Being Regular and Normal with William Elliott Whitmore
Stream his latest album 'Radium Death' in full a week before its release.
When I call William Elliott Whitmore, he’s outside in the yard of his farmhouse in Lee County, Iowa, a stone’s throw away from the Mississippi River. It’s one of the first warm days in March after a particularly brutal Midwest winter, and he’s working his garden—prepping it to put vegetables on his and his wife’s table for the next six months or so. As we talk, wind blows in the background, and at one point, he politely puts me on hold—“Would you mind hanging on for just one second? Thank you so, so much”—and I overhear him mention something to someone in the background about what they’ll have for dinner later that night. I can’t tell exactly what it is but, being someone who grew up in Iowa myself, I assume their dinner plans include some sort of meat and potatoes. And milk. Because there is always milk.
This is what Whitmore does every day. Well, not exactly this—talking to a reporter in New York City over the phone about his upcoming record sixth record Radium Death—but instead, just living, daily, not really worried about much beyond whatever the next meal is going to be. The blues singer-songwriter has been making music for over a decade now—typically banjo-driven songs that focus on the grandiose aspects of life (politics, redemption, death, What It All Means). But are presented with casual accessibility, sung by a titanic, gravelly voice that sounds like it’s from the year 1843. Good examples are the lyrics of the opening verse for “Ain’t Gone Yet,” the closing track of his new album:
“When I was young I walked into the woods among the sycamores and the pines I often stood to contemplate life and death,
I’ll be gone someday, but I ain’t gone yet.
If the weather is willing and the creek don’t rise, I’ll see you again over there on the other side, and sure as that creek flows to the river bend,
I’ll be gone someday, but I ain’t gone yet.”
For years, Whitmore lived in the corncrib of the farm on which he grew up. In a building stuffed full of hundreds of LPs, the now 36-year-old found himself writing countless songs, touring endlessly, and growing a rabid fan base from around the Midwest. Last year when I saw him perform in Iowa City at Mission Creek Festival, he played a sold-out 800-person theater in what felt like a homecoming show. Every single person knew every single word to every single song, hootin’ and hollerin’ about black Iowa dirt.
Whitmore’s moved out of the corncrib, though, and now lives with his wife (who he married a couple years ago) in the very house he grew up in. Recently, his grandmother, someone who essentially raised him after both of his parents died when he was 16, passed away. His new album was written at the kitchen table while Whitmore, and his family, took care of her during the last year or so of her life. Even though death is literally in the album’s title, and the most prevalent theme in the musician’s work is a general discussion of the demise of mortality, Whitmore tells me he’s taking a more hopeful approach to his music. He was inspired by the story of Radium Girls—women who worked in factories during World War I who contracted radium poisoning from painting watch dials with the glowing substance who ended up banding together to help establish rights of workers. “It came to represent something that you’re told is good for you, something that you’re told is alright, but it’s really not and it’s the opposite,” he says. “That could be anything in the ear of the beholder. You become aware slowly of that fact and try to stand up to whatever or whoever it is. I thought that was a powerful story.”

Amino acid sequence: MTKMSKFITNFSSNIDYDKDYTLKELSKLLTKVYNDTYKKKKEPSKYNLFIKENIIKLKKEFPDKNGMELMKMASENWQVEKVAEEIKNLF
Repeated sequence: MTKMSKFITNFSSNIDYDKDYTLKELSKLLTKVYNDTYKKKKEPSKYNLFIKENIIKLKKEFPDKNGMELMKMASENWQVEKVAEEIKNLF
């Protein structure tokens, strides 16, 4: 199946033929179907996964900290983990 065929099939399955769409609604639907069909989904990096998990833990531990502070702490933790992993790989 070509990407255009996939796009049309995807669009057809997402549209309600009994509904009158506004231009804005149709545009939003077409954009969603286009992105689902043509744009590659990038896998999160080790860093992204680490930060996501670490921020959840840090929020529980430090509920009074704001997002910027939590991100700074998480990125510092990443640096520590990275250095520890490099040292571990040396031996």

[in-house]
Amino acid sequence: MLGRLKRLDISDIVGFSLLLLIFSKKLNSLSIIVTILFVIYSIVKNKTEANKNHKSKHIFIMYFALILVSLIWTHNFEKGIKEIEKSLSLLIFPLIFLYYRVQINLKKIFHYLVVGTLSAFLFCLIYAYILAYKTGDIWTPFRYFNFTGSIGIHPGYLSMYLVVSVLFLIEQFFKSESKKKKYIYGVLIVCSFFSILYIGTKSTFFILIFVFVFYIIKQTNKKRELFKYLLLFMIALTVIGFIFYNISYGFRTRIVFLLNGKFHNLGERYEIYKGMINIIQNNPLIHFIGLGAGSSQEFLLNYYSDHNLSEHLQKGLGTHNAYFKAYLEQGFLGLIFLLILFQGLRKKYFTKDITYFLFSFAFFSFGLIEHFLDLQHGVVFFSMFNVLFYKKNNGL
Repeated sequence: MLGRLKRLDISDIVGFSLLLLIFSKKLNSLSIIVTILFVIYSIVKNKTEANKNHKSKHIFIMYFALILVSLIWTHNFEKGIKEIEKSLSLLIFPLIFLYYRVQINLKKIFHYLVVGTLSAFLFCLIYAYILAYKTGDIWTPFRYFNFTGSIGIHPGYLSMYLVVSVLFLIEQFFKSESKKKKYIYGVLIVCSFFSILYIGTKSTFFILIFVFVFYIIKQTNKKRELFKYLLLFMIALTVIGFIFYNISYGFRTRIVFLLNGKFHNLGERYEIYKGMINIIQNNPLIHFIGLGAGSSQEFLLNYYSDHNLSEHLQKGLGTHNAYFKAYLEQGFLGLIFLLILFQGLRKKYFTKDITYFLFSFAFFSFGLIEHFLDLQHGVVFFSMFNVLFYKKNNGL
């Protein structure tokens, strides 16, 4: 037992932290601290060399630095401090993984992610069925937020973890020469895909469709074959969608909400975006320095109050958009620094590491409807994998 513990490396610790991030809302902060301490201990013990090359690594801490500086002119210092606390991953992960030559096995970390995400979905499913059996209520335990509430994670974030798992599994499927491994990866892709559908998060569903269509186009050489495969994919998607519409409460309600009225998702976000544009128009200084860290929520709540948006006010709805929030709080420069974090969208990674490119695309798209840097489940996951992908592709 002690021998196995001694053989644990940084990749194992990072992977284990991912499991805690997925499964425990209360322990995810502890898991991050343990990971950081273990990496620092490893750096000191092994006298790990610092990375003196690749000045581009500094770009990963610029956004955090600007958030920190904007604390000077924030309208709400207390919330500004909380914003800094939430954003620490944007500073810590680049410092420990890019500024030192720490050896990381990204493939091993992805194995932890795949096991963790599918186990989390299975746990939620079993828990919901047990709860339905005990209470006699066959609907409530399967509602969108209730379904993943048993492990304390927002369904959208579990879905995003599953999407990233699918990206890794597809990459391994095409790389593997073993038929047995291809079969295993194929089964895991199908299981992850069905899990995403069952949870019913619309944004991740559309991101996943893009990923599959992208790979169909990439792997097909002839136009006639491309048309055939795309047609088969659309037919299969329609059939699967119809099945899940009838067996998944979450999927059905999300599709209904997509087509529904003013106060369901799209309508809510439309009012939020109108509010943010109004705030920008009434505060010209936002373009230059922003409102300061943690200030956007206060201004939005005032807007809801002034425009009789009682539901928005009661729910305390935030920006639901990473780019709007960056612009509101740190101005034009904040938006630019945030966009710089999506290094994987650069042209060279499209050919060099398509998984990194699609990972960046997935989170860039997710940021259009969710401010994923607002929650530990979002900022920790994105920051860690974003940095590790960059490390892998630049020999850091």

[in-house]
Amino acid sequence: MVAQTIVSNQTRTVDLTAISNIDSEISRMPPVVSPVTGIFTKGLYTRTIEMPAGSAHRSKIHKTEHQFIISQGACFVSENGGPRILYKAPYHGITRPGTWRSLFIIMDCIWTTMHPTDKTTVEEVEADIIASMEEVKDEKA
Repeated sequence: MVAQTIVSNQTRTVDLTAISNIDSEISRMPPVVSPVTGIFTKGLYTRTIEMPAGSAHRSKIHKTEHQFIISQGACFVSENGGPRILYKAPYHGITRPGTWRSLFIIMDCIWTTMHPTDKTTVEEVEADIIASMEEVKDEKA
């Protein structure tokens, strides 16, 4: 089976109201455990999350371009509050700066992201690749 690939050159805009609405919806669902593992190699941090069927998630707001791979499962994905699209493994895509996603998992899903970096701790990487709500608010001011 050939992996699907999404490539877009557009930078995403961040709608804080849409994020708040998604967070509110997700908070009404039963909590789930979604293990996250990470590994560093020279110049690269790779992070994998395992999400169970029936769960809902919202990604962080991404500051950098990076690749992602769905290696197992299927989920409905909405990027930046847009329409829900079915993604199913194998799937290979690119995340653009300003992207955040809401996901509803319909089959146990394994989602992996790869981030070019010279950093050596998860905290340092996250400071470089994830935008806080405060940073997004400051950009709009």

Below, Noisey is streaming Radium Death in full. It’s out next week on March 31 via ANTI-.
How are you feeling about the new record?
That “Healing to Do” song was the first song that got put out there, and it’s the first song on the record. I plugged in and played electric guitar for that one. I was listening to a lot of this band called the Gun Club. You know that band? They’re an English punk band that was just awesome. And yeah, bringing in that punk element to it was something I wanted to explore, try something a little different. But not every song on the record is like that. There’s still banjo, and there are still songs that are just me. I just wanted to throw some new elements on there, to keep it interesting, hopefully, for myself and for everyone. It was nice to try some different sounds and tones. That’s have the fun of working in the studio: just trying different things. But I’m a creature of habit, too, so, you know, I’m not breaking new ground here. [Laughs.] We’re working on a video for that song right now, we shot it in my grandma’s house. It’s just me and the guys playing the song. She passed away last year.
Thanks. She was awesome.
Is the song about her explicitly?
Well, not exactly, but that was in my thoughts at the time. She had a stroke a couple years ago—and this was a grandma I was really close to. She was just the coolest, kindest, most wonderful lady. We were really close. Because of the stroke, she wasn’t able to be at home alone anymore, so our family was taking shifts and being there and looking after her so we didn’t have to put her anywhere else. She had to be in a wheelchair. She was a strong farm wife lady, but hell, she was 94 years old. She ended up dying in her own home. That year and a half or two years that was going on, I’d be there and she’d lay down and take a nap or something and I’d do a lot of writing then. A lot of the songs for this album were written in her house, just soaking up the memories, tons of pictures and photo albums and the whole family history archived. At her kitchen table.
That’s pretty incredible. Because your career and music is so rooted in where you’re from, how do you see writing in this way reflected in the record? How did this experience separate Radium Death from your previous albums?
Yeah, definitely. This song, “Healing to Do,” it was about how you go through those dark times and you come out through the other side and you realize you made it through and it’s OK. Everyone goes through those things—it’s part of being alive. And so I got to thinking about that idea, and it’s a pretty uplifting song if you look at it. The past is gone; let’s focus on the future. The record is a little different than my other ones. I wanted it to be more upbeat and hopeful. So being there midst all that family history, it informed a lot of the lyrics and the record a lot.
Do you have any specific memories with your grandma you’d like to share?